Also, noises in concerts, bars, and clubs can affect hearing. Most people experience a ringing sound (tinnitus) in their ears after leaving a concert or club. 


This ringing sound is caused by exposure to dangerously high levels of sound. Scientifically, any noise above 85 decibels can affect hearing, but the average decibel level of the noise at rock shows is 110. This can damage the hearing of a person in five minutes. 

3. Explosive Noises 

This is a significant cause of hearing loss among military personnel. Noises from explosives are so loud that they can cause sudden hearing loss, temporary or permanent. 


Noise from jet engines, firearms, firecrackers, bombs, dynamites, grenades, and gunshots create powerful sound waves that can instantly damage the inner ear or rupture the eardrum.

 

Putting on ear protection and keeping a safe distance from the noise source are ways that you can protect your ear from getting damaged by the noise.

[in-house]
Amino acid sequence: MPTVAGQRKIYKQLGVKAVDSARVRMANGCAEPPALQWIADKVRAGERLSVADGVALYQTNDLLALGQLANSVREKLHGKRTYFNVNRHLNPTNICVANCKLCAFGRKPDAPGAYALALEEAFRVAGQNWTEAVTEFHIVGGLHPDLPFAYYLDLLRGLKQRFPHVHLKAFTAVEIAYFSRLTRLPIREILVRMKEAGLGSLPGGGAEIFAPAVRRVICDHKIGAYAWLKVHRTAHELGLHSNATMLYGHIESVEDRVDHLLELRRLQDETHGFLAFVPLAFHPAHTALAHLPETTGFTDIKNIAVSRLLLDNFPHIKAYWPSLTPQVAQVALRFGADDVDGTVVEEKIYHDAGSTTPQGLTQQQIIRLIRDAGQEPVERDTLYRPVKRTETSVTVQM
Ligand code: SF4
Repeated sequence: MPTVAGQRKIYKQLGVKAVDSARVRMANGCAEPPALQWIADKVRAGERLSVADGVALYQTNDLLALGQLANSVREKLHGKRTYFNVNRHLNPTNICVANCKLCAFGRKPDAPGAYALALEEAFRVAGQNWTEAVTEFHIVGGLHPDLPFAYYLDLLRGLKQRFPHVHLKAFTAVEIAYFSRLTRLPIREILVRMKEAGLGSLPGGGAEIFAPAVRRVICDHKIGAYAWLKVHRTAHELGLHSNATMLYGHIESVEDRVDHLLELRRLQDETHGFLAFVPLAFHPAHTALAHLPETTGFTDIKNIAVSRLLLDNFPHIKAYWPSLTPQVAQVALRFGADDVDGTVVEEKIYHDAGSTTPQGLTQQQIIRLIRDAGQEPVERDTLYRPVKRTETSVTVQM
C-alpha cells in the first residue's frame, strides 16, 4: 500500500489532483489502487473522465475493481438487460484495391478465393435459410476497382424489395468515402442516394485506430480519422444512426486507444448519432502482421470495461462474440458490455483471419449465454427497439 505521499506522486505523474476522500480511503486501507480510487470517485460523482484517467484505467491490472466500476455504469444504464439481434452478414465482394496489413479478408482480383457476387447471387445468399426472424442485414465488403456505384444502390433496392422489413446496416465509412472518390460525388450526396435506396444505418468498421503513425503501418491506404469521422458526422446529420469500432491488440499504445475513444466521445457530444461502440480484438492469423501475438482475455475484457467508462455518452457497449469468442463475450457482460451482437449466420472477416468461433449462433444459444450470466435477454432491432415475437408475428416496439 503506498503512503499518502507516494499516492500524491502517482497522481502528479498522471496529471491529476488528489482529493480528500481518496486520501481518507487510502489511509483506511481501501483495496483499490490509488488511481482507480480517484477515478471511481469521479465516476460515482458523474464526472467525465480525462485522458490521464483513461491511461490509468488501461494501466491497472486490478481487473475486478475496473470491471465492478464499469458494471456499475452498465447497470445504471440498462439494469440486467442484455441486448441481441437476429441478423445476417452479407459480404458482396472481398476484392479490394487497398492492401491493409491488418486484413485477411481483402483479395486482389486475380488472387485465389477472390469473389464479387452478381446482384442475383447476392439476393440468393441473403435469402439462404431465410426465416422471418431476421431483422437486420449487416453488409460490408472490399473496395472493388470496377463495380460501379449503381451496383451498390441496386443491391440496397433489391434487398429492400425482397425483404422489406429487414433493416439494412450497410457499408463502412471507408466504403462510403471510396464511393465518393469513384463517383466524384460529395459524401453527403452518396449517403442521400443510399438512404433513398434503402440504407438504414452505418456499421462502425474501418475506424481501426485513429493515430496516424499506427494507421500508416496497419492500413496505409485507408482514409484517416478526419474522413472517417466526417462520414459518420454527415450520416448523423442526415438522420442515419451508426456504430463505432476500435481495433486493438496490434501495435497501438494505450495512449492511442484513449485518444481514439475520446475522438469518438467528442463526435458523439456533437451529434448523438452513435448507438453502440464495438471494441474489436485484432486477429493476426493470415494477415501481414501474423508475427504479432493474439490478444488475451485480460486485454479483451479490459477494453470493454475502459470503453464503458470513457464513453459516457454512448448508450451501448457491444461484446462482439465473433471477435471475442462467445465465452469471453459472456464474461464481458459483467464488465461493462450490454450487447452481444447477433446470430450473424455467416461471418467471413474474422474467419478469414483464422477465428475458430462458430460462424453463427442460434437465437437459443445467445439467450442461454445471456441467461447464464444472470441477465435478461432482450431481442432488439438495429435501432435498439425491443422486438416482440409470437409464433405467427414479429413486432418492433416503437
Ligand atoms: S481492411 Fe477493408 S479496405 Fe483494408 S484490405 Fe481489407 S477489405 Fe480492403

4. Headphones and Earbuds 

 

high volume headphone

 

Constant use of headphones and earbuds at too high volumes can cause temporary or permanent hearing loss. 


The easiest way to know if the headphones’ level of sound is dangerous is to find out if other people around can hear the music you are playing through your earphones or earbuds. 


The extent of the damage done to the ear is dependent on how loud the music is and how long you listen to it. Ideally, the music volume should not be more than 60 percent of the maximum volume, and earbuds and earpieces should not be used for more than one hour at a stretch. 

5. Chronic Disease